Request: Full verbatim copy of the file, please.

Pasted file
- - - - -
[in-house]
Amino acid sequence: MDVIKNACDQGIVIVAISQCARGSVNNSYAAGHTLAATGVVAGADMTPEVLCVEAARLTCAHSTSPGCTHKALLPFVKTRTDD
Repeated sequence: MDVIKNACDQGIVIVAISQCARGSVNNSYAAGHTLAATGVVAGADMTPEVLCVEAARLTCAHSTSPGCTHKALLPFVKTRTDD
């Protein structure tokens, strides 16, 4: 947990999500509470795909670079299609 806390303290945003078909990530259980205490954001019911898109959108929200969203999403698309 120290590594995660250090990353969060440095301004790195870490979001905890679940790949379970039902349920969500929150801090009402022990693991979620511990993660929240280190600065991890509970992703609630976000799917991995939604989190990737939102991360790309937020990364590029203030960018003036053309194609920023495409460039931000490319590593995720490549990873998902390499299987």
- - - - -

[in-house]
Amino acid sequence: MDVIKNACDQGIVIVAISQCARGSVNNSYAAGHTLAATGVVAGADMTPEVLCVEAARLTCAHSTSPGCTHKALLPFVKTRTDD
Repeated sequence: MDVIKNACDQGIVIVAISQCARGSVNNSYAAGHTLAATGVVAGADMTPEVLCVEAARLTCAHSTSPGCTHKALLPFVKTRTDD
């Protein structure tokens, strides 16, 4: 947990999500509470795909670079299609 806390303290945003078909990530259980205490954001019911898109959108929200969203999403698309 120290590594995660250090990353969060440095301004790195870490979001905890679940790949379970039902349920969500929150801090009402022990693991979620511990993660929240280190600065991890509970992703609630976000799917991995939604989190990737939102991360790309937020990364590029203030960018003036053309194609920023495409460039931000490319590593995720490549990873998902390499299987």